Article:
If you are initiating a divorce action, it is important to file your petition in a court with jurisdiction to adjudicate the matter. In an April 5, 2018 case, the Court of Appeals addressed the issues surrounding jurisdiction over the parties’ Tennessee child custody arrangement. The parties in the case had resided in Scotland, California, and Tennessee during their five-year marriage and had a child together.
After the parties married in California, the wife lived there with her parents while the husband was deployed. The couple later moved to Tennessee with their son so that the husband could finish school, and finally, they moved to Scotland, where the father held a temporary student visa. The wife initiated a child custody proceeding while in Scotland. The husband then filed a Tennessee divorce action in the chancery court, which adjudicated the divorce. The court named the husband as the primary residential parent and established a parenting schedule.
On appeal, the wife argued that the Tennessee court lacked jurisdiction to adjudicate the divorce and child custody matters because the parties were not domiciled in Tennessee. The appeals court first resolved the question of whether one or both parties was a resident or domiciliary of Tennessee, in order for the court to have jurisdiction over the divorce.
The appeals court concluded that the only reason the parties relocated to Scotland was for the husband to participate in the masters program at the university, and there was no evidence that either of them intended to establish a new domicile in Scotland or any place other than Tennessee. Accordingly, it affirmed that the Tennessee court had jurisdiction over the parties’ divorce action.
For child custody matters, the trial court’s exercise of jurisdiction is governed by the Uniform Child Custody Jurisdiction Enforcement Act (UCCJEA). Jurisdiction under the UCCJEA attaches at the commencement of a proceeding, or the filing of the first pleading in a proceeding. In Tennessee, the courts treat a foreign country as if it were a state of the United States for the purposes of applying the UCCJEA.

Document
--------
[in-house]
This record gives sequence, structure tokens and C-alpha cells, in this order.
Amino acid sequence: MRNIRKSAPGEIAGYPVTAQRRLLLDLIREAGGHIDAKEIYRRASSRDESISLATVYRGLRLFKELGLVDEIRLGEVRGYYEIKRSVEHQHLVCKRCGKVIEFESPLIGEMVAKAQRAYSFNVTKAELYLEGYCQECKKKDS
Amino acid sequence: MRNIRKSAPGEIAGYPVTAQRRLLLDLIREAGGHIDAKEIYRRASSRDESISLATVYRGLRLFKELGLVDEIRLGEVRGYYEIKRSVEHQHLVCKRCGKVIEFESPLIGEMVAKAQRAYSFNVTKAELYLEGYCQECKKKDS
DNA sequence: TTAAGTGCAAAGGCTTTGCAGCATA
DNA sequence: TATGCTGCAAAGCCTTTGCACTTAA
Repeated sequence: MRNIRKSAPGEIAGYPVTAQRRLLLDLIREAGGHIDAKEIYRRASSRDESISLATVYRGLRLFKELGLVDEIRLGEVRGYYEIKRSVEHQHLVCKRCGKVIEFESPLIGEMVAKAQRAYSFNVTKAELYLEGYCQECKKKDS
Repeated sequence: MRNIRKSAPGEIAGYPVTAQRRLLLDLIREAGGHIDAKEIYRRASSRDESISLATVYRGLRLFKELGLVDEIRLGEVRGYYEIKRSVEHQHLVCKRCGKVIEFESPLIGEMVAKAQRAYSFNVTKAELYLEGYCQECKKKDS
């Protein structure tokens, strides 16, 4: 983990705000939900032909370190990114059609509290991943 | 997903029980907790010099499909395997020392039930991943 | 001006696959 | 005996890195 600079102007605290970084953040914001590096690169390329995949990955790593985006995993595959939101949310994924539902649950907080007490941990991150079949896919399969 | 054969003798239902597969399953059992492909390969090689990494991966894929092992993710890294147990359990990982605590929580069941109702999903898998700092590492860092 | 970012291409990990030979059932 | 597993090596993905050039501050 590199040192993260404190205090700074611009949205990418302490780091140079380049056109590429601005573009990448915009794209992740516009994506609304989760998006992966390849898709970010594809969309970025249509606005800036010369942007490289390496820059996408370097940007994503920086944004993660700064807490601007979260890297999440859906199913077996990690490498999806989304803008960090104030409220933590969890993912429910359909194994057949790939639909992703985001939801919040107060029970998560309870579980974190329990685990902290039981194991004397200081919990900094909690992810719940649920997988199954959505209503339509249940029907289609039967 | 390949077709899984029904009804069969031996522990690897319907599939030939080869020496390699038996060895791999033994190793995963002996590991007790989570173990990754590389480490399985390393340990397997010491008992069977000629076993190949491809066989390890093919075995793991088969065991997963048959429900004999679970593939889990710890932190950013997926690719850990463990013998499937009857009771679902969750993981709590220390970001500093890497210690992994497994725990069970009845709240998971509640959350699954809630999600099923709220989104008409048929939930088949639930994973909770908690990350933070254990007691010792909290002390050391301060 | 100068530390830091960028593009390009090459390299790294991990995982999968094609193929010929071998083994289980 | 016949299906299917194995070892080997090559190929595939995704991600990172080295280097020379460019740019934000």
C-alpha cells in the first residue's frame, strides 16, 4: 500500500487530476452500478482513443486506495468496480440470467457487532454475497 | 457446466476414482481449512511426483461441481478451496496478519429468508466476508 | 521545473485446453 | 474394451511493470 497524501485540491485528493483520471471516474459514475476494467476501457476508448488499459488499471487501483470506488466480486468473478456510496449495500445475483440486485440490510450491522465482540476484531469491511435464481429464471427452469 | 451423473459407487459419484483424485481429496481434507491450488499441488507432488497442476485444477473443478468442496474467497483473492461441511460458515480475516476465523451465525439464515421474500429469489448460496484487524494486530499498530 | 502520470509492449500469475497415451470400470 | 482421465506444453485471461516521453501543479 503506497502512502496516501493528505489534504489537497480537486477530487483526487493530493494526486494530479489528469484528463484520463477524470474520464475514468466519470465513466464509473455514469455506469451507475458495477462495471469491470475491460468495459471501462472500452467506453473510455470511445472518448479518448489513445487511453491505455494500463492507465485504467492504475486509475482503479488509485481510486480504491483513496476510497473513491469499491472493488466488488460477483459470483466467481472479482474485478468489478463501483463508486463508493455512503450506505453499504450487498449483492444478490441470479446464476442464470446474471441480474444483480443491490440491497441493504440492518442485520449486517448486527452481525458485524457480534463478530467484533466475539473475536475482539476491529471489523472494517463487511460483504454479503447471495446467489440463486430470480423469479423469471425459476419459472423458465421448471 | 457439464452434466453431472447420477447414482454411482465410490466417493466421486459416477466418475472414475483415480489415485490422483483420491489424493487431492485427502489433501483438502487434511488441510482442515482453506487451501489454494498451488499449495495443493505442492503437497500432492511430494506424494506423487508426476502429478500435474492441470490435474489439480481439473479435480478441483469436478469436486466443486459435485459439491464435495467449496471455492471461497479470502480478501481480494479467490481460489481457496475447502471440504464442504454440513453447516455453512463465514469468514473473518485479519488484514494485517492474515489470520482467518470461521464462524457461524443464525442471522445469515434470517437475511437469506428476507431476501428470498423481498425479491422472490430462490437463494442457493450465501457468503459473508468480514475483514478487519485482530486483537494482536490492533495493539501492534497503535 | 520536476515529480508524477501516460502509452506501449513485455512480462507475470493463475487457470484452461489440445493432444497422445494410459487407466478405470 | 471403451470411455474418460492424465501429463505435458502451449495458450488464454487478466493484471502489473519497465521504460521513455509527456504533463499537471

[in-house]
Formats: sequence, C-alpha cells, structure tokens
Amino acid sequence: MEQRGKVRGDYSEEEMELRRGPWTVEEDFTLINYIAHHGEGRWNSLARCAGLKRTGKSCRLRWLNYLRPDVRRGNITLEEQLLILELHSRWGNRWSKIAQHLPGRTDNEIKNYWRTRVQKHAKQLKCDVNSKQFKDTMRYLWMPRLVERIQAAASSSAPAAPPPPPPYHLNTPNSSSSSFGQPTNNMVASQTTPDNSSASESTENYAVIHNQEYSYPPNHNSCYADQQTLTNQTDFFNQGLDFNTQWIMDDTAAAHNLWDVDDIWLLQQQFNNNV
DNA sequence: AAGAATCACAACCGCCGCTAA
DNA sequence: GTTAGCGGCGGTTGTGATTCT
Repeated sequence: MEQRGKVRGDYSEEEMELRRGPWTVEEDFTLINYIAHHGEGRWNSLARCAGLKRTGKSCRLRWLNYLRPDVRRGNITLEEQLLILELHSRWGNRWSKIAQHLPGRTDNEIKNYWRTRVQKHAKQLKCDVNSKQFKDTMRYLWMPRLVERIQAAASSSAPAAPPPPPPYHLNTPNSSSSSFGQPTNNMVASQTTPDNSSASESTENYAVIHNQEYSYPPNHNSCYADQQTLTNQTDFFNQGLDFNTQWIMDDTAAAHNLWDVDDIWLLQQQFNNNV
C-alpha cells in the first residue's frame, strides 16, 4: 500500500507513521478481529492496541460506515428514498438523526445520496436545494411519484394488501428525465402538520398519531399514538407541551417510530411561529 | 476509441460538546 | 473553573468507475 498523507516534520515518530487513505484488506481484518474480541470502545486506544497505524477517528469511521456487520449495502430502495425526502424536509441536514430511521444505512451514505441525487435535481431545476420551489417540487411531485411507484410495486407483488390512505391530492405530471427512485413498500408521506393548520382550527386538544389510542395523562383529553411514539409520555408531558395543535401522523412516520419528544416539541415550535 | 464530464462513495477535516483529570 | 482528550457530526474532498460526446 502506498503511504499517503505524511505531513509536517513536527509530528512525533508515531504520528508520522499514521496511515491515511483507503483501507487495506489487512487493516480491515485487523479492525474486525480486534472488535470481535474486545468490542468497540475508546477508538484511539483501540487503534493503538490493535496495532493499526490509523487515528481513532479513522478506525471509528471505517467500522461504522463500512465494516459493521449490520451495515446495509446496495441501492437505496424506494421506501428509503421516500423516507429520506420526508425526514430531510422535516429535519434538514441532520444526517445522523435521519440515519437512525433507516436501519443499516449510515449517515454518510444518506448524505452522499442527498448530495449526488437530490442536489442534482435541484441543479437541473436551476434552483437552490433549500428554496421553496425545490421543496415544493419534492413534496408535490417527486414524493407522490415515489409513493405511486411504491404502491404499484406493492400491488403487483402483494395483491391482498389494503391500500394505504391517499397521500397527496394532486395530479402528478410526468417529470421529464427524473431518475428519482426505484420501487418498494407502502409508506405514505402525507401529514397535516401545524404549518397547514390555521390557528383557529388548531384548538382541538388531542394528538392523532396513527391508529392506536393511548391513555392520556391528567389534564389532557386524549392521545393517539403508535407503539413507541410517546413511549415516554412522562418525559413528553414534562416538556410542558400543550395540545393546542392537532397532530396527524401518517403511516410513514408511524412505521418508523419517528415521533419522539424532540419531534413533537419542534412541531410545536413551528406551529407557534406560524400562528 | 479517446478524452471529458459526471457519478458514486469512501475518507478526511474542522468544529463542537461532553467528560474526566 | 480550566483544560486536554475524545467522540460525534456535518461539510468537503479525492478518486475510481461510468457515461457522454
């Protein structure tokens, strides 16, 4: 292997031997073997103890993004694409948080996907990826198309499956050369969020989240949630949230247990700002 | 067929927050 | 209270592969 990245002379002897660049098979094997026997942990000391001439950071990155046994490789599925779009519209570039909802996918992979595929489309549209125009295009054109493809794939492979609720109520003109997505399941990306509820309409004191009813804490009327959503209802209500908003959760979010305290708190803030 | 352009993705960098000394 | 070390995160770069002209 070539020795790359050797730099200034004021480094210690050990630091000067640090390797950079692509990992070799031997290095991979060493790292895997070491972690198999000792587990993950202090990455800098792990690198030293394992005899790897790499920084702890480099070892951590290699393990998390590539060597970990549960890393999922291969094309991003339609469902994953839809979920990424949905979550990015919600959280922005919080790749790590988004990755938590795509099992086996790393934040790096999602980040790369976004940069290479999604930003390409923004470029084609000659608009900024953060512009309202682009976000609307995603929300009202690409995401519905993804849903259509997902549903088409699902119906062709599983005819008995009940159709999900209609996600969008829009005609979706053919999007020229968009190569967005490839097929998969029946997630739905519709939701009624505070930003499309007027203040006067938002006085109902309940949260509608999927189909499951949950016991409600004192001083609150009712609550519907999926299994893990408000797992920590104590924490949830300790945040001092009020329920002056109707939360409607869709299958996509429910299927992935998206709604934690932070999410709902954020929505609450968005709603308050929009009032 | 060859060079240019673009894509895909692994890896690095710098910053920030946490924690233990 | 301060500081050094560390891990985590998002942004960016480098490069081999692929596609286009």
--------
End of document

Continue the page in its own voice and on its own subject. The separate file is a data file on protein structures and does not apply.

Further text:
In the Scotland proceedings, the wife sought a residence order and authorization to relocate to California for a month with the child. The court in Scotland stayed its proceedings after the divorce decree was entered and the appeal was filed in Tennessee. However, the appeals court noted that the two custody proceedings were being litigated at the same time, contrary to the UCCJEA. Since the proceeding concerning the custody of the child had first been initiated in Scotland, the appeals court concluded that the Tennessee court did not have jurisdiction over the custody proceedings initiated by the husband. The appeals court thus vacated the parenting plan and child support obligations.
At Martin Heller Potempa & Sheppard, our Nashville divorce attorneys can assist individuals who are seeking honest and compassionate legal advice. We handle all types of family law cases, such as spousal and child support disputes, protection orders, parenting time and custody issues, and more. To arrange a free consultation with an experienced attorney, call our office at (615) 800-7096 or complete the contact form on our website.
More Blog Posts:
Tennessee Court Affirms Visitation Schedule and No-Fault Divorce on Appeal, Tennessee Attorneys Blog, published June 20, 2017
Tennessee Court Affirms Partial Award of Ex-Husband’s Military Retirement Benefits to Ex-Wife in Post-Divorce Case, Tennessee Attorneys Blog, published April 20, 2017